In general, when you are writing dialogue, use contractions (‘don’t’, ‘he’s’, ‘shouldn’t’), as almost everyone does in real speech, unless the character is very formal and not to do so becomes their verbal tic. Allow characters to speak in verbless phrases and incomplete sentences in a way that sounds authentic and  contrasts (probably) with your narrative style. The occasional ‘um’ or ‘er’ can sound natural, but a life-like amount would become tedious. Similarly, allow characters to interrupt and cut across each other occasionally, but not as much as people really do or your dialogue will become impossible to follow.

Make dialogue valuable to the story

In using dialogue to “show” your story, make sure that every exchange contains something that either furthers the plot or adds to character development and ties into one or more of your themes. Don’t use dialogue to give the reader information or back story in an obvious way, unless one character is telling another who doesn’t already know and needs to know this information.

Use dialogue judiciously. Readers don’t want or need to be shown an entire conversation, including exchanges such as: ‘Pass the salt.’ ‘There it is.’ ‘Thank you. And the pepper please.’ Summarise between significant pieces of dialogue – readers are quite capable of understanding ‘jump cuts’. Remember to keep your dialogue interspersed with action and description. People continue to eat, walk, drive, wash up etc, while they are speaking and you need to keep ‘showing’ this.

Use the right grammar rules for dialogue

There are grammatical rules for writing dialogue. Speech should be enclosed in inverted commas which contains the punctuation related to the dialogue. Start on a new line each time a different person starts to speak. Some publishers indent new lines of dialogue in typeset, but it’s easier for editors and typesetters if authors do not indent new lines of dialogue in a manuscript. If you insert a tag (‘he said’) after a sentence of dialogue, the dialogue sentence ends with a comma and the full stop/period is postponed until the end of the tag:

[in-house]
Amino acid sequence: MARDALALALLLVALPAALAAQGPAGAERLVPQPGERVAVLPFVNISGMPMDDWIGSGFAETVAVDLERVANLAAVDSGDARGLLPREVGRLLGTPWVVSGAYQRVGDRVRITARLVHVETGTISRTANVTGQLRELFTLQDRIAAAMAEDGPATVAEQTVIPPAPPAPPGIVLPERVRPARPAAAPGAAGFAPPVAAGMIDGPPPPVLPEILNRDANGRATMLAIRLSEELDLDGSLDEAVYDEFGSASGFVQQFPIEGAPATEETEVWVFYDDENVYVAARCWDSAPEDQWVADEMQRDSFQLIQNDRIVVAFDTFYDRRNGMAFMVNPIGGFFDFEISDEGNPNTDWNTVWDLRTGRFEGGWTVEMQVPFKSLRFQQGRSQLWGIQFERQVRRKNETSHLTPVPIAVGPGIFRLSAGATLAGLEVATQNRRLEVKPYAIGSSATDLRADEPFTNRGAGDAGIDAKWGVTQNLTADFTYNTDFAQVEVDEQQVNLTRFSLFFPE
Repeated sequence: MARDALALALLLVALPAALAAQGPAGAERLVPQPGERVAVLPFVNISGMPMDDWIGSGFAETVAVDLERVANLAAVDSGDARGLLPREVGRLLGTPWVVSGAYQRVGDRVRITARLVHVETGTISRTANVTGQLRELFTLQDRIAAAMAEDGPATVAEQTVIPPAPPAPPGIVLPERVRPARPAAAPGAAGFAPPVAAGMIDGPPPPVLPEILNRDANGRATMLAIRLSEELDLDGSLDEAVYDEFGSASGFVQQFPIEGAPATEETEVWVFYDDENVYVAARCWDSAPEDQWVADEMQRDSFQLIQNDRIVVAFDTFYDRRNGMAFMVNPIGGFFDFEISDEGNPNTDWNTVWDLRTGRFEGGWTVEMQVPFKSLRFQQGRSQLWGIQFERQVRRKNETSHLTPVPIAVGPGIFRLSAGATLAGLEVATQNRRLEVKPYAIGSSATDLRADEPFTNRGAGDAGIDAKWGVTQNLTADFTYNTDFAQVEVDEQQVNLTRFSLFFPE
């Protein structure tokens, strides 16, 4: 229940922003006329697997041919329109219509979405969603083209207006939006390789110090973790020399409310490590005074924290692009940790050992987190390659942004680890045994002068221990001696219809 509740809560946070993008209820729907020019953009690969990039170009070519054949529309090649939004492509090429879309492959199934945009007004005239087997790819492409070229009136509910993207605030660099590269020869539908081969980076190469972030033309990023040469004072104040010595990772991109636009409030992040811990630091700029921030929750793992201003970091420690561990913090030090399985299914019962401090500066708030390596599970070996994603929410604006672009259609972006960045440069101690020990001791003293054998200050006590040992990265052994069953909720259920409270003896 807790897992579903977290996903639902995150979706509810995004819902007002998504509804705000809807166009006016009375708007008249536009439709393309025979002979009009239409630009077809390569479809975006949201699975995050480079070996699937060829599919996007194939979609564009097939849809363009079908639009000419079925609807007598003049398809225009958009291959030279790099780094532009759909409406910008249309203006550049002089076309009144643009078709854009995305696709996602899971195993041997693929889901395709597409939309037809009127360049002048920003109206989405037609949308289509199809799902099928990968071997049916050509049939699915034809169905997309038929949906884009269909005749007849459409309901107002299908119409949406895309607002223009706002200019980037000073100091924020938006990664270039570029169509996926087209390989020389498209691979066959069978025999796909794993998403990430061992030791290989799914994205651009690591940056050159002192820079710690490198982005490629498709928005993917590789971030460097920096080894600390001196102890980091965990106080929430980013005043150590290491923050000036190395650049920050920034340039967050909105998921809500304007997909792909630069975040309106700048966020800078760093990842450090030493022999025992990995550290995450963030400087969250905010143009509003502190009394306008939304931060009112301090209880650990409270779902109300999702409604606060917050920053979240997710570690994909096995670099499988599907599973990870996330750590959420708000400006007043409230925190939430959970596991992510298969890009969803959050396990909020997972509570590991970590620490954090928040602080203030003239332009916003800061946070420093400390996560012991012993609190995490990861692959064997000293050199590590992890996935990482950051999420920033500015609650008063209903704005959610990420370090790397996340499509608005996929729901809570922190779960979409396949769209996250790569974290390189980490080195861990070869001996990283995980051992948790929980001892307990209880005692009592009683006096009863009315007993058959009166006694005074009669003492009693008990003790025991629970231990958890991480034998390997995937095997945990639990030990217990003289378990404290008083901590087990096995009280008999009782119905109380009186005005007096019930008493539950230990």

‘I would be happy to recommend you a very good hotel,’ said the taxi driver.

If you insert a tag into the middle of a sentence of dialogue, this is how the punctuation should go:

‘I would be happy,’ said the taxi driver, ‘to recommend you a very good hotel.’

Be sparing with tags; if your dialogue is well written for individual characters, you shouldn’t need to say who is speaking after every sentence. Try to refrain from using tags to ‘tell’ – as in:

‘That’s awfully good news,’ Eleanor shouted excitedly.

The context and the dialogue itself should tell a reader that Eleanor is speaking loudly and with excitement. Some experts say the only verb that should be used in a tag is ‘said’ and never with an adverb; that seems to me to be unnecessarily restrictive, but less is usually more.

More about sentence structure and punctuation next week.

For all the articles in this series check out the category “Fiction Without The Fuss.” Click on <<<— this link or go to the sidebar up a way on the right —>>>

Lucy McCarraher

Lucy McCarraher

Lucy

Managing Editor, Rethink Press.
www.rethinkpress.com
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Meanwhile, let’s perfect your non-fiction, too…

“Banana Skin Words and how not to slip on them”...over 1,500 spelling and grammar tips to perfect your written English … INSTANT DOWNLOAD now available!
“How To Write Winning Non-fiction”…all you need to know to write a good non-fiction book and get it published
…plus take a look at Lucy’s novels here

photo credit: Cesar Mascarenhas via photopin cc